The traditionalist view of globalisation is that the extent of globalisation has been exaggerated and it is not an inevitable process. There is no reason why globalisation will carry on and it can be reversed.
Globalisation has been exaggerated
Six pieces of evidence which suggest globalisation has been exaggerated include:
- Trade is not truly global, it is regional. For example, about 50-75% of EU trade is within the EU. And Saharan Africa is largely left out of global trade flows.
- Transnational Corporations do not operate in all countries, only secure ones.
- Billions of people still live mostly subsistence lifestyles and simply cannot afford to take part in globalised western style consumption.
- Some countries remain cut off from ‘global democratic culture’, such as North Korea and Iran. Also, some traditional cultures still practice abuses that go against the United Nations Universal Declaration of Human Rights.
- Governments still have the power to censor social media – e.g. the great firewall of China.
- Local traditions still remain in many cultures – For example it is estimated that 90% of women in Somalia have been circumcised.
Trade became less global with the Pandemic
According to analysis of global trade data by the World Economic Forum the Covid-19 Pandemic clearly had a significant impact with trade shifting to being within the same continents.
If you read through their analysis however, the patterns of trade seem to be very stable, suggesting that patterns in global trade have been stable for decades. Thus there is no evidence for more globalisation of trade in recent years.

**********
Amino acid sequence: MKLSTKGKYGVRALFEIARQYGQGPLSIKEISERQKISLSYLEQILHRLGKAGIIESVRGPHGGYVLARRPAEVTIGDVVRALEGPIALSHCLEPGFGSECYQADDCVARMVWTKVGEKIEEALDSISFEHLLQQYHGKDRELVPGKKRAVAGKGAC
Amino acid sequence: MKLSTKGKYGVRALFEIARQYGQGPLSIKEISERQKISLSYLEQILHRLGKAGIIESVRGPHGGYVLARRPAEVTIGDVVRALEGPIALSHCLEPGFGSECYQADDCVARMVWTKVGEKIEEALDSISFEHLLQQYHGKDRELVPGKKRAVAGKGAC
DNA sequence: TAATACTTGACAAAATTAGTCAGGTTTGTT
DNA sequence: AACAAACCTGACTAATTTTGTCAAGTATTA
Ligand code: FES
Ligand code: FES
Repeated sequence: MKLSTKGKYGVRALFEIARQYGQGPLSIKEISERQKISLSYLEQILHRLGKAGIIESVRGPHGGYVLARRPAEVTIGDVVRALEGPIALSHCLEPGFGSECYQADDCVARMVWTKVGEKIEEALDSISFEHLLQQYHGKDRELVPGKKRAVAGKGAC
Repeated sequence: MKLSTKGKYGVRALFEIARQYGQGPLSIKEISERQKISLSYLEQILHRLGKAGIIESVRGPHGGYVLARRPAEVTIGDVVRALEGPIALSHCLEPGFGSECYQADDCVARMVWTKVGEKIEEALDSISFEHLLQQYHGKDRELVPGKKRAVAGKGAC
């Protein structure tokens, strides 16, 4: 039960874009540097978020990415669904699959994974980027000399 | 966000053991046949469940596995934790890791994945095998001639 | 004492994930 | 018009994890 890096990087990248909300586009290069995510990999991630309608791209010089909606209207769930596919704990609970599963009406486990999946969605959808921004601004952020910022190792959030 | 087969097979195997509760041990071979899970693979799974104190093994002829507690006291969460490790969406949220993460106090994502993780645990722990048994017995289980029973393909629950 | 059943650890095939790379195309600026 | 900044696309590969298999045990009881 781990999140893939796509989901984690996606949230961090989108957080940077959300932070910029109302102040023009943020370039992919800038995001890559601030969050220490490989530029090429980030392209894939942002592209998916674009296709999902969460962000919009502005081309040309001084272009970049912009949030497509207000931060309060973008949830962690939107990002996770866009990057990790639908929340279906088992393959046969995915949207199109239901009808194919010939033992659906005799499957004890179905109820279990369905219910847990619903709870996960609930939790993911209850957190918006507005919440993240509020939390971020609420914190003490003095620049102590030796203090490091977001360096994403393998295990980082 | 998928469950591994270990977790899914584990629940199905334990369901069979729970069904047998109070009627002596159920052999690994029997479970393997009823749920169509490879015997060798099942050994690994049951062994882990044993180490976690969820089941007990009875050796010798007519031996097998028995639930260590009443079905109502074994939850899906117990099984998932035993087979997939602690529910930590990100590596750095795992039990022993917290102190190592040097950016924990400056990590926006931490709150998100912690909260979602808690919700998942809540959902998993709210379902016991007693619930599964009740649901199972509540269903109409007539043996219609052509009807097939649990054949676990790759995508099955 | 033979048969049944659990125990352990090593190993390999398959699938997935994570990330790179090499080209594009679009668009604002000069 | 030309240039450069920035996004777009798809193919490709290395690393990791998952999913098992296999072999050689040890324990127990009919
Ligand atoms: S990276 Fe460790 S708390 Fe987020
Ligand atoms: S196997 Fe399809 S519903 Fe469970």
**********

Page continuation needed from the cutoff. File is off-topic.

However we should be careful to note that there are VERY high levels of global trade: the share of trade that is global is still at 80%, so historically that is very high!
Russia’s War with Ukraine: Globalisation in Reverse?
Both Mcdonalds and Starbucks have pulled out of Russia since the war begun. Russia has turned off gas supplies to Europe and blockaded grain exports from Ukraine.
Since the war global relations seem to have become less global and more fragmented. Europe especially is having to forge new alliances other than Russian to secure resources.
However, an alternative interpretation of the above is that this is just a different kind of globalisation. One in which Europe becomes MORE global because it seeks out more diverse global connections.
Criticisms of the traditionalist view of globalisation
It is hard to argue against the view that the world has become more global since the 1950s. The evidence is overwhelming.
Traditionalists point out marginal cases on the edges of ‘global society’ that don’t disprove the general trend.
However, traditionalism does act as an important counter-point to the optimist view that globalisation will sweep into every corner of the globe.
Clearly globalisation has stalled, especially since the Pandemic, and it has gone into reverse in some ways.
But in my final analysis, I think probably the transformationalist view is more accurate. Recent trends following the Pandemic and Russia-Ukraine war are globalisation becoming more complex rather than a reversal.
Signposting and Related Posts
This material is mainly relevant to the globalisation and global development module within A-level sociology.
The traditionalist view is especially against the The Optimist View of Globalisation
It can also be used to criticise the following two perspectives: